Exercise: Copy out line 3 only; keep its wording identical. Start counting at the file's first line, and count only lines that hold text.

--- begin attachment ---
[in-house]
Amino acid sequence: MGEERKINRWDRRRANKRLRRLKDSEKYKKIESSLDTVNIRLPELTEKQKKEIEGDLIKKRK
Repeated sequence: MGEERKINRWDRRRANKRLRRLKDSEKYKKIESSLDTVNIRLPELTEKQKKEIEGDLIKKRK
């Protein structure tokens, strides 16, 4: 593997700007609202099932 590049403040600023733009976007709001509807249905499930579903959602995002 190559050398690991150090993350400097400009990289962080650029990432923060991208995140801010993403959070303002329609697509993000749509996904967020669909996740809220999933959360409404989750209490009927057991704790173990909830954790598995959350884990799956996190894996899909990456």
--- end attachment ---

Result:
Repeated sequence: MGEERKINRWDRRRANKRLRRLKDSEKYKKIESSLDTVNIRLPELTEKQKKEIEGDLIKKRK